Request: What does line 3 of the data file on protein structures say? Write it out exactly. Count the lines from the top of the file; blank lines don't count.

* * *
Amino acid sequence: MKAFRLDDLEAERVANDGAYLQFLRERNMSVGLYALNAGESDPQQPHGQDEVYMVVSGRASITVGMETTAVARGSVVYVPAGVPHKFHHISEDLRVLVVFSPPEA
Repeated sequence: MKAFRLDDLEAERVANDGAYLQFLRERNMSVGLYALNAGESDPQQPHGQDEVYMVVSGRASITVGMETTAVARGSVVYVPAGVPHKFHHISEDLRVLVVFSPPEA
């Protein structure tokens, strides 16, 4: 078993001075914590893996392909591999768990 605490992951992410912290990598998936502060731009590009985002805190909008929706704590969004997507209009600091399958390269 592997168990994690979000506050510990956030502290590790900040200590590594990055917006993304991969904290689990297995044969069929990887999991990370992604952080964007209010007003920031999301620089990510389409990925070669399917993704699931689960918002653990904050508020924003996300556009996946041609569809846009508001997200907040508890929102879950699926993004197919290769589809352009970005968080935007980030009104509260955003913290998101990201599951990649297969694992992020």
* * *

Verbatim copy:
């Protein structure tokens, strides 16, 4: 078993001075914590893996392909591999768990 605490992951992410912290990598998936502060731009590009985002805190909008929706704590969004997507209009600091399958390269 592997168990994690979000506050510990956030502290590790900040200590590594990055917006993304991969904290689990297995044969069929990887999991990370992604952080964007209010007003920031999301620089990510389409990925070669399917993704699931689960918002653990904050508020924003996300556009996946041609569809846009508001997200907040508890929102879950699926993004197919290769589809352009970005968080935007980030009104509260955003913290998101990201599951990649297969694992992020």